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Media Advisory 05-016

Labor Day: NSF's Portrait of the Workforce

The number of U.S. jobs that require S&E skills is growing faster than the labor force as a whole.

The number of U.S. jobs that require S&E skills is growing faster than the labor force as a whole.


September 1, 2005

This material is available primarily for archival purposes. Telephone numbers or other contact information may be out of date; please see current contact information at media contacts.

With the approach of another Labor Day, the National Science Foundation (NSF) can offer a rich array of data about the nation's science and engineering workforce. The foundation's biannual report, "Science and Engineering Indicators," describes how employment has evolved in a variety of categories, including gender. And a number of other NSF-funded surveys analyze factors such as immigration and emigration, labor markets, and state-by-state comparisons.

For example:

  • The number of jobs in the U.S. labor force that require S&E skills is growing faster than the rest of the labor force--which means that we may soon see a gap between supply and demand of S&E-trained employees.
  • The percentage of foreign-born mathematicians and computer scientists in the U.S. workforce has nearly doubled since 1990.
  • The states with the more educated workforces (that is, more workers with a bachelor's degree) are not necessarily the same states that educate those workers.

NSF also funds a long-running survey called the Panel Study of Income Dynamics (PSID), which show the ups and downs of American family incomes over time. PSID is described in a Special Report on Surveys. http://nsf.gov/news/special_reports/survey/index.jsp?id=income.

-NSF-

Selected reports and briefs:

Science and Engineering Indicators 2004: Chapter 3 (S&E Labor Force)
http://www.nsf.gov/statistics/seind04/c3/c3h.htm

Federal Scientists and Engineers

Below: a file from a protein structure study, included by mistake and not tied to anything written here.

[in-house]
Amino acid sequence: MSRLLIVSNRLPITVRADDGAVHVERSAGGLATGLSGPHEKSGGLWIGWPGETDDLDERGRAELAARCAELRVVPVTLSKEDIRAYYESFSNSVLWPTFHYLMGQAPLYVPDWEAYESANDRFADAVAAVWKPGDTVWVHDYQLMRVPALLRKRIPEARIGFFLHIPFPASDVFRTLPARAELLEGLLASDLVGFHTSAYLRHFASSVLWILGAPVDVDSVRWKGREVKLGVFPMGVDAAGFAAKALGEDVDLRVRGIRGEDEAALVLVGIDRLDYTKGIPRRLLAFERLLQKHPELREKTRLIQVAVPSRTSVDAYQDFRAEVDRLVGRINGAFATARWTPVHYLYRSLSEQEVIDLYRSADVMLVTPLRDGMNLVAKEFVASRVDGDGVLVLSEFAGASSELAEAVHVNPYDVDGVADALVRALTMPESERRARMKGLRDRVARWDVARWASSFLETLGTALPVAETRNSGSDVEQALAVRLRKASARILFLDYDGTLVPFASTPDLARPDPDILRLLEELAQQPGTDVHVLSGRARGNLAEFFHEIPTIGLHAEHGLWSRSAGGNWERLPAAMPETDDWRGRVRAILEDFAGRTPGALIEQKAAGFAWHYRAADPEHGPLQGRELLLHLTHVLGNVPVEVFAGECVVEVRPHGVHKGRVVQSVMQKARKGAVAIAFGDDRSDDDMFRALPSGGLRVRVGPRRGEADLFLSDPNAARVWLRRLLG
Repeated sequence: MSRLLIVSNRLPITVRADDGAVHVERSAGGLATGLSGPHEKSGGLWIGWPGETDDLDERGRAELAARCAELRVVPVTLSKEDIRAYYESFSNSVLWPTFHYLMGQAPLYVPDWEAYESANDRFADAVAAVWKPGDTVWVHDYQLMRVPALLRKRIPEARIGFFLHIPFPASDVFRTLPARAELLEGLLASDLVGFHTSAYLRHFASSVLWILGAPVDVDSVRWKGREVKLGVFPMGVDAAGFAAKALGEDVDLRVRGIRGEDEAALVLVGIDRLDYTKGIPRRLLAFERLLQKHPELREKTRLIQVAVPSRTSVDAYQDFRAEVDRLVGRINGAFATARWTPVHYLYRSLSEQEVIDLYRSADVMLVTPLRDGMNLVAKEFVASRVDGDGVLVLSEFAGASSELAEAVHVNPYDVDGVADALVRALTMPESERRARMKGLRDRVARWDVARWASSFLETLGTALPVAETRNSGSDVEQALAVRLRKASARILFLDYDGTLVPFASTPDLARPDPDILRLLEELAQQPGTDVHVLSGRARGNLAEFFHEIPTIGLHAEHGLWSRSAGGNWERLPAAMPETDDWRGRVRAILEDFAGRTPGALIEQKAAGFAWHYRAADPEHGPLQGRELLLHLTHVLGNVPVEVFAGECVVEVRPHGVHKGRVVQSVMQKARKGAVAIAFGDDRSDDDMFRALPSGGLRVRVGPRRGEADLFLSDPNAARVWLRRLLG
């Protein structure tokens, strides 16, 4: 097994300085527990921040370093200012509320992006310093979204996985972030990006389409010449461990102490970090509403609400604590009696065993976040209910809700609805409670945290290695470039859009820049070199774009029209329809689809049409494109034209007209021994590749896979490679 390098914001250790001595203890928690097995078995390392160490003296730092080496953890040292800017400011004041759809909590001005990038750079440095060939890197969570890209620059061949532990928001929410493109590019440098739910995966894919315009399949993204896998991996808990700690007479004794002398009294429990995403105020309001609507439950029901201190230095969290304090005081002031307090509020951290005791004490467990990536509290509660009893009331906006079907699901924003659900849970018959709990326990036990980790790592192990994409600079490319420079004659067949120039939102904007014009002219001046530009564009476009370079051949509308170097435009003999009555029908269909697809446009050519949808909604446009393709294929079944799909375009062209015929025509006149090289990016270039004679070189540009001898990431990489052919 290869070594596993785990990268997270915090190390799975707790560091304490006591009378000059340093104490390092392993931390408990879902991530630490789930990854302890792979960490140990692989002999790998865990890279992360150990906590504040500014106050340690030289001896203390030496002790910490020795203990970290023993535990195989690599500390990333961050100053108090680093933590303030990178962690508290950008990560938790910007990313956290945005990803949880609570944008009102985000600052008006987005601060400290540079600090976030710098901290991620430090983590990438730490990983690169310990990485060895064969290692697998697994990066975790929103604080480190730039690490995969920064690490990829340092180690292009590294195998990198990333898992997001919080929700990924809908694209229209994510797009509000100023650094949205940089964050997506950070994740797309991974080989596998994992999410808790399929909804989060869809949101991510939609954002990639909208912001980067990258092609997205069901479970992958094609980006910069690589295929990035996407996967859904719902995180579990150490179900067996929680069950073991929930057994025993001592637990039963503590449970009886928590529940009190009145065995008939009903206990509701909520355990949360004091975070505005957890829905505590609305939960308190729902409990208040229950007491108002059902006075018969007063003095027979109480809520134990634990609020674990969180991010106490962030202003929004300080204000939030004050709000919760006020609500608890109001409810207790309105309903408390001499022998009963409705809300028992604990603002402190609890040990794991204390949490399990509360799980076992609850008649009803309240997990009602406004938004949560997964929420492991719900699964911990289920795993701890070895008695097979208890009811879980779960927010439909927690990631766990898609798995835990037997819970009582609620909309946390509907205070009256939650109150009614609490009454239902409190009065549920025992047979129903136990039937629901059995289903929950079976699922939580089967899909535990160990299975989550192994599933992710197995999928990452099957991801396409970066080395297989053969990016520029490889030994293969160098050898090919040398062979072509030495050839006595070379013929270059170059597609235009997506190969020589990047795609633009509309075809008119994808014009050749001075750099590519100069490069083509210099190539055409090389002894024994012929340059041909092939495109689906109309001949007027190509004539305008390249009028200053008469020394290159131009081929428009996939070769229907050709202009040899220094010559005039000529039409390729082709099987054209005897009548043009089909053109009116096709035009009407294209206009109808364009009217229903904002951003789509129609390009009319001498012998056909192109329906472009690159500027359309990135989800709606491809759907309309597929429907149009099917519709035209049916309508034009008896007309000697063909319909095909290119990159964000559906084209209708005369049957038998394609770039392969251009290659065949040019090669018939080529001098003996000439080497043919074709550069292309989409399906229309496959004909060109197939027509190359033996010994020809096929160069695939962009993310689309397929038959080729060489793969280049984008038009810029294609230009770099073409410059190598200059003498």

http://www.nsf.gov/statistics/nsf05304/

Gender Differences in the Careers of Academic Scientists and Engineering
http://www.nsf.gov/statistics/nsf03322/

Degrees in science and engineering occupations
http://www.nsf.gov/statistics/infbrief/nsf04333/

Emigration of scientists and engineers
http://www.nsf.gov/statistics/infbrief/nsf04327/

Related press releases:

NSF Puts Priority on Attracting and Educating a Skilled, Diverse Science and Engineering Workforce
http://nsf.gov/news/news_summ.jsp?cntn_id=100333

States Vary Widely on Indicators of Education, Workforce, R&D Spending and High-Tech Economies
http://nsf.gov/news/news_summ.jsp?cntn_id=100376

United States Still Leads in Science and Engineering, But Uncertainties Complicate Outlook
http://nsf.gov/news/news_summ.jsp?cntn_id=100377

National Science Foundation Releases "Women, Minorities, and Persons with Disabilities in Science and Engineering 2004"
http://nsf.gov/news/news_summ.jsp?cntn_id=100398

Media Contacts
M. Mitchell Waldrop, NSF, (703) 292-7752, email: mwaldrop@nsf.gov

The U.S. National Science Foundation propels the nation forward by advancing fundamental research in all fields of science and engineering. NSF supports research and people by providing facilities, instruments and funding to support their ingenuity and sustain the U.S. as a global leader in research and innovation. With a fiscal year 2022 budget of $8.8 billion, NSF funds reach all 50 states through grants to nearly 2,000 colleges, universities and institutions. Each year, NSF receives more than 40,000 competitive proposals and makes about 11,000 new awards. Those awards include support for cooperative research with industry, Arctic and Antarctic research and operations, and U.S. participation in international scientific efforts.

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